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Chives   
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Chives
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Photo: Thingnam Girija
Common name: Chives
Botanical name: Allium schoenoprasum    Family: Alliaceae (Onion family)
Synonyms: Allium alpinum, Allium montanum

Chives are a bulb-forming herbaceous perennial plant, growing to 30-50 cm tall. The bulbs are slender, conical, 2-3 cm long and 1 cm broad, and grow in dense clusters from the roots. The flowering stems are hollow and tubular, up to 50 cm long and 2-3 mm across. Leaves, which are shorter than the flowering stems, are also hollow and round in cross-section, which distinguishes it from Garlic Chives. The flowers are pale purple, and star-shaped with six petals, 1–2 cm wide, and produced in a dense head of 10-30 together. The seeds are produced in a small three-valved capsule. Chives are grown for their scapes, which are used for culinary purposes as a flavoring herb. Chives are found in Asia, Europe and North America. Flowering: June-July.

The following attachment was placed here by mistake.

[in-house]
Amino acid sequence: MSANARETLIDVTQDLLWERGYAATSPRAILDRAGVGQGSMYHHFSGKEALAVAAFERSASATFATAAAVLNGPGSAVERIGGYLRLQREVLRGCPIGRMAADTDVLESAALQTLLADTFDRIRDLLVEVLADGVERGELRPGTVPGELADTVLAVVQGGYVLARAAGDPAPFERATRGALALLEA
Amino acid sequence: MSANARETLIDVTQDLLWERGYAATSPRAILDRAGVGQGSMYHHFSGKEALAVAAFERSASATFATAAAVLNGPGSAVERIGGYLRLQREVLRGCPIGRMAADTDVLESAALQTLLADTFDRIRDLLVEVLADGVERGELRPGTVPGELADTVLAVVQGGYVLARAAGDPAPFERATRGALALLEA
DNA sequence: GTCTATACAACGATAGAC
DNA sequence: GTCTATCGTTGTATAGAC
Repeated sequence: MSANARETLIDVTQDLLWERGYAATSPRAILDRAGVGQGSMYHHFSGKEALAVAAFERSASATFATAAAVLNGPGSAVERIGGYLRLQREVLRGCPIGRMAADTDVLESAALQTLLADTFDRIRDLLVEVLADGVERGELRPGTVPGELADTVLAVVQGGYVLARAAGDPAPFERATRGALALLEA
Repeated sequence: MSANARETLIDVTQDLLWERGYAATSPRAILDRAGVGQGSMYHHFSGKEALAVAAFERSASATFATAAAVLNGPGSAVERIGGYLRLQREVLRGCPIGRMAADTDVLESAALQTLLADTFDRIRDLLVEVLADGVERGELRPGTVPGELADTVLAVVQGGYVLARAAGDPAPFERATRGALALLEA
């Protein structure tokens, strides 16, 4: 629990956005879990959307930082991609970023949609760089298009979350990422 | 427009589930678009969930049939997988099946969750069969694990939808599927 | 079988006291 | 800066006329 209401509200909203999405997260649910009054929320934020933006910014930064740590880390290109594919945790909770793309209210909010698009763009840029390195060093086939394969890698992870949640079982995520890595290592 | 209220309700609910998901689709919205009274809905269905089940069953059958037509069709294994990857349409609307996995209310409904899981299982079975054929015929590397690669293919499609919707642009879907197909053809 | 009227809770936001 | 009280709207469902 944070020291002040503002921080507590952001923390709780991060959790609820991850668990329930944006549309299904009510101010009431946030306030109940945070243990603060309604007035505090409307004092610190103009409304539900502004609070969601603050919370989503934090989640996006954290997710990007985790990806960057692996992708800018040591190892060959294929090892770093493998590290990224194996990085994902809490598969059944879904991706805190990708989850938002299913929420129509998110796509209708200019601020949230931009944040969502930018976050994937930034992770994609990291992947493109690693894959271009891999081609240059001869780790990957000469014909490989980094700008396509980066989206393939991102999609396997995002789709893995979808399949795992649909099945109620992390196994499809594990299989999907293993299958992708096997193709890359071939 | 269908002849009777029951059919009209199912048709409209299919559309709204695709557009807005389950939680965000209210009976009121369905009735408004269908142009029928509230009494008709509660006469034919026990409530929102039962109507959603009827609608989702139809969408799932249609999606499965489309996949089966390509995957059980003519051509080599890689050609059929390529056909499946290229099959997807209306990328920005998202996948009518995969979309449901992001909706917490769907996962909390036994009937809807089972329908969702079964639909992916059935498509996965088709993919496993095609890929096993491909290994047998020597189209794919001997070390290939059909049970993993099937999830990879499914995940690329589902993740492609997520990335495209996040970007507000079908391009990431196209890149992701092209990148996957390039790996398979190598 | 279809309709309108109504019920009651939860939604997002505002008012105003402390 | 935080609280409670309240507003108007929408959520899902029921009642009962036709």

Medicinal uses: The ancient Chinese are the first documented to be using chives, as long ago as 3000 years B.C. The Romans believed chives could relieve the pain from sunburn or a sore throat. They believed that eating chives would increase blood pressure and acted as a diuretic.

Photographed in Lahaul, Himachal Pradesh.

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